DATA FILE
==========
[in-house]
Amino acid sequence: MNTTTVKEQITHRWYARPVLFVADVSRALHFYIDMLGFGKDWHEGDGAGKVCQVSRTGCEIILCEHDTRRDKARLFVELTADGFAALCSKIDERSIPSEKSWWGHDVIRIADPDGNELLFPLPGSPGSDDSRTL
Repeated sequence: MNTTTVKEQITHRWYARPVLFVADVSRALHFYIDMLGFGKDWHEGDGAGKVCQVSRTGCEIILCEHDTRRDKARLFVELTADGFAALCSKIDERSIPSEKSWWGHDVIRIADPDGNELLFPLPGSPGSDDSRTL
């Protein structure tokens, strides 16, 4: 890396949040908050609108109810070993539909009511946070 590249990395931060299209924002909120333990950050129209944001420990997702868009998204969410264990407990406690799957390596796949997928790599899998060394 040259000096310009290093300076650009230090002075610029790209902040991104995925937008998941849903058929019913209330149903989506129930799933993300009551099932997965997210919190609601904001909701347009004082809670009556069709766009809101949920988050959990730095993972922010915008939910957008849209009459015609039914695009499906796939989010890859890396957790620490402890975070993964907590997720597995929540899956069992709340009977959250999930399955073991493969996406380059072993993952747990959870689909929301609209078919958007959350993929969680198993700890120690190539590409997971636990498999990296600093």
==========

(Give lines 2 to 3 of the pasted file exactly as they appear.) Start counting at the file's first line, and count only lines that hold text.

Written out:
Amino acid sequence: MNTTTVKEQITHRWYARPVLFVADVSRALHFYIDMLGFGKDWHEGDGAGKVCQVSRTGCEIILCEHDTRRDKARLFVELTADGFAALCSKIDERSIPSEKSWWGHDVIRIADPDGNELLFPLPGSPGSDDSRTL
Repeated sequence: MNTTTVKEQITHRWYARPVLFVADVSRALHFYIDMLGFGKDWHEGDGAGKVCQVSRTGCEIILCEHDTRRDKARLFVELTADGFAALCSKIDERSIPSEKSWWGHDVIRIADPDGNELLFPLPGSPGSDDSRTL